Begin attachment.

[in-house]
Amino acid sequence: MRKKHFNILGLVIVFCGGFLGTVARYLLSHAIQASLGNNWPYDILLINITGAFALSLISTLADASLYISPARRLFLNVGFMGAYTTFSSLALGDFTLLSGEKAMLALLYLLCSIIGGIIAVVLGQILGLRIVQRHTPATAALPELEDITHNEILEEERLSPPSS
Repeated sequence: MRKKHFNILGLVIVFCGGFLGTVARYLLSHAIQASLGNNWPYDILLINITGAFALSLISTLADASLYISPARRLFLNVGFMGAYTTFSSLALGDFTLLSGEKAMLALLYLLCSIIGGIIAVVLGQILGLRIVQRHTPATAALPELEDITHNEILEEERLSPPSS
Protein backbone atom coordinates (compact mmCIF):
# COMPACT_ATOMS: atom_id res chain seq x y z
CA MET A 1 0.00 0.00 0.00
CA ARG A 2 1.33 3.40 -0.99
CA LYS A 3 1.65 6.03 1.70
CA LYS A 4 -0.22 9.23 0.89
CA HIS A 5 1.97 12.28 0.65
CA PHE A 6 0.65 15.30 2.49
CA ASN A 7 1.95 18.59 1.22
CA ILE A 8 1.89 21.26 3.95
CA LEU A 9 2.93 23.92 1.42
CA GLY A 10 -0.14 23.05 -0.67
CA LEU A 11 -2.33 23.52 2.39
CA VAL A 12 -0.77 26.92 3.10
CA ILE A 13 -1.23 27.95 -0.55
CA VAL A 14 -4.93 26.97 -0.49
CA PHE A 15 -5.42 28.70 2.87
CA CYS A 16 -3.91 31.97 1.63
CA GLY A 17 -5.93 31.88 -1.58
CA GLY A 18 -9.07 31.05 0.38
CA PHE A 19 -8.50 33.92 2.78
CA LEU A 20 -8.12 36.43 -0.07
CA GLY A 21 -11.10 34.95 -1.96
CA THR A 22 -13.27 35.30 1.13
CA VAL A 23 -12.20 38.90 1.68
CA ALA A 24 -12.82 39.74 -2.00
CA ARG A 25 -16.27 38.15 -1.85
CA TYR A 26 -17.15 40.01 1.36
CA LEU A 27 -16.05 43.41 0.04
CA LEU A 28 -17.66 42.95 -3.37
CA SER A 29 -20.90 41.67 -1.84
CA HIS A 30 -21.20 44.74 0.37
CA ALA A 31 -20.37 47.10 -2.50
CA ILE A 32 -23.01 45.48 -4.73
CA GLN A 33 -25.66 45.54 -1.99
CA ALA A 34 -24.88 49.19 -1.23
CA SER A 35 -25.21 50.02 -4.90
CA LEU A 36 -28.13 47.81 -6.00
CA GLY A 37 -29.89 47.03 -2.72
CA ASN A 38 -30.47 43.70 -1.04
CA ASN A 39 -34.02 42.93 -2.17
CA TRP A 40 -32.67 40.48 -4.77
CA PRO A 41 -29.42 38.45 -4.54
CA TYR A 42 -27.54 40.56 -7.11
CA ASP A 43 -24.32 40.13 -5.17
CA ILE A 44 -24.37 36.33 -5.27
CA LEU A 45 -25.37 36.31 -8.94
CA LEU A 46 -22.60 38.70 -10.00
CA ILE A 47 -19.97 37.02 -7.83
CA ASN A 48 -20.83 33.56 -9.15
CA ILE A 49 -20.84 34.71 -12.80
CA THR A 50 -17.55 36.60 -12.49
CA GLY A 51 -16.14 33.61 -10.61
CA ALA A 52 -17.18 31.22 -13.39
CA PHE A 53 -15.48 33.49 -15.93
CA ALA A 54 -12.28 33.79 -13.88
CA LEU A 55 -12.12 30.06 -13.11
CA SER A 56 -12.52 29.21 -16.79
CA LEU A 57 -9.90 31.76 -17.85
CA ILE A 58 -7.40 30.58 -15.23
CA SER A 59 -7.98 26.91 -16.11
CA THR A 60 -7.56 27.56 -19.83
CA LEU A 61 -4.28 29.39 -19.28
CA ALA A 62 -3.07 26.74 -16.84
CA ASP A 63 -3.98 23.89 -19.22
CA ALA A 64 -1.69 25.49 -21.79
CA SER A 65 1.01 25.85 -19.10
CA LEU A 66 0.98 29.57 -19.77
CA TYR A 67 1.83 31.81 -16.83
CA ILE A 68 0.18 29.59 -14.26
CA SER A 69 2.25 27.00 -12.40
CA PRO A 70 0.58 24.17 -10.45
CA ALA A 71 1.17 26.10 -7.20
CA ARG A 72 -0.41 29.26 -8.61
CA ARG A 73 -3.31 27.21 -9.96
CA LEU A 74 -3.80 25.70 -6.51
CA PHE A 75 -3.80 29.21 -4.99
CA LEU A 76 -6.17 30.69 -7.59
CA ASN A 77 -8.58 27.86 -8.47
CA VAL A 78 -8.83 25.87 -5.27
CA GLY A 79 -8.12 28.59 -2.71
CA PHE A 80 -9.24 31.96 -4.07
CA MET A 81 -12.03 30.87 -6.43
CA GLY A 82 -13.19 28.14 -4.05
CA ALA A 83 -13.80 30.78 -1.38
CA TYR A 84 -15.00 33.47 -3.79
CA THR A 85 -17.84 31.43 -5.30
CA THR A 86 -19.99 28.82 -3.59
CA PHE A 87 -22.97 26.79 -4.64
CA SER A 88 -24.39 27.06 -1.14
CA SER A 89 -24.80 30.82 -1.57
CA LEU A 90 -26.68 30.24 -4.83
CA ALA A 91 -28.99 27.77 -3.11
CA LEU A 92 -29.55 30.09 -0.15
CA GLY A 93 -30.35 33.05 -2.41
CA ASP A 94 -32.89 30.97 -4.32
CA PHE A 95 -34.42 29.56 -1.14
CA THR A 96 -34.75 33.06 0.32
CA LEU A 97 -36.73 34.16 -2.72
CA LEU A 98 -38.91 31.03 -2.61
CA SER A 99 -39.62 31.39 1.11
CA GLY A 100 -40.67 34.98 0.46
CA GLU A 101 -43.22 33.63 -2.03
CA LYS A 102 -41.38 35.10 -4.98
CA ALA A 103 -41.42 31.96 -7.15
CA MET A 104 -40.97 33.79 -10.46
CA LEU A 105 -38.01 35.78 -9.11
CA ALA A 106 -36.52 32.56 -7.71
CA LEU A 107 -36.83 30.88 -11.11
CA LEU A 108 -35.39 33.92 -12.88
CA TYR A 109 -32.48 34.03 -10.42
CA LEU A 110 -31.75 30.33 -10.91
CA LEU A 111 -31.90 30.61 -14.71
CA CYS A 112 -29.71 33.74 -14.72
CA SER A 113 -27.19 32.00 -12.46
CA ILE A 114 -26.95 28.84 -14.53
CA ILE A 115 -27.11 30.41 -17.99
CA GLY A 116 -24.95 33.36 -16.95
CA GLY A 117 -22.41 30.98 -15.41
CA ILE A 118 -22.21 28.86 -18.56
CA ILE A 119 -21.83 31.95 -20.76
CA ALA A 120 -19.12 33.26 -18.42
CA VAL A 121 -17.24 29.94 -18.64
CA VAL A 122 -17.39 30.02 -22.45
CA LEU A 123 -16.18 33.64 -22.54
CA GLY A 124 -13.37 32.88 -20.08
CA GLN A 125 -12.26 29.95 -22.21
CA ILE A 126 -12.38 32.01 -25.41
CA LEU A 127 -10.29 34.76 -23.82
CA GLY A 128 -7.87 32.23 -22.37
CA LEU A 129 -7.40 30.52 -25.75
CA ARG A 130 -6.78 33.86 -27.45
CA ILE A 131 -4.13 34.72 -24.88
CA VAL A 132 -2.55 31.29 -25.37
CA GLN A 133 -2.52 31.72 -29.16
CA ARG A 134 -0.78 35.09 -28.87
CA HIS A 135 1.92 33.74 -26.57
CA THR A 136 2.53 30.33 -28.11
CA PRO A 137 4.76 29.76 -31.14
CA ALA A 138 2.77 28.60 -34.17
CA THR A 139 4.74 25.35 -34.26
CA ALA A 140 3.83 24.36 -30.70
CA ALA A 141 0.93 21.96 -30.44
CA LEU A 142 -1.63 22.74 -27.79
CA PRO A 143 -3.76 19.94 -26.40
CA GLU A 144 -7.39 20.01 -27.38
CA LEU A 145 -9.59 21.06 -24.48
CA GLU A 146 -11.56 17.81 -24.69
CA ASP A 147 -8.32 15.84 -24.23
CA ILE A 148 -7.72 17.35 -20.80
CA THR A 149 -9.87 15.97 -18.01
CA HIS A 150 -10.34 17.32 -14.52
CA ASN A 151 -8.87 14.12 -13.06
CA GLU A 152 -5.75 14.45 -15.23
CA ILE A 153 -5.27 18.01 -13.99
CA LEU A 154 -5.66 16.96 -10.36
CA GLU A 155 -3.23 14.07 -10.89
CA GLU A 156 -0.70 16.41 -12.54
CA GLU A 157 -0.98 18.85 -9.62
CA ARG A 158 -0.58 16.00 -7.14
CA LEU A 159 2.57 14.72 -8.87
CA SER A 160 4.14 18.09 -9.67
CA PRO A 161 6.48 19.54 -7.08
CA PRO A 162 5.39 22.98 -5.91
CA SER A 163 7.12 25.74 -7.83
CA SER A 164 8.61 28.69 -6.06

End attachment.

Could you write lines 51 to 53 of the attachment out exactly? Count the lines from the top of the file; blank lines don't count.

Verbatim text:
CA LEU A 46 -22.60 38.70 -10.00
CA ILE A 47 -19.97 37.02 -7.83
CA ASN A 48 -20.83 33.56 -9.15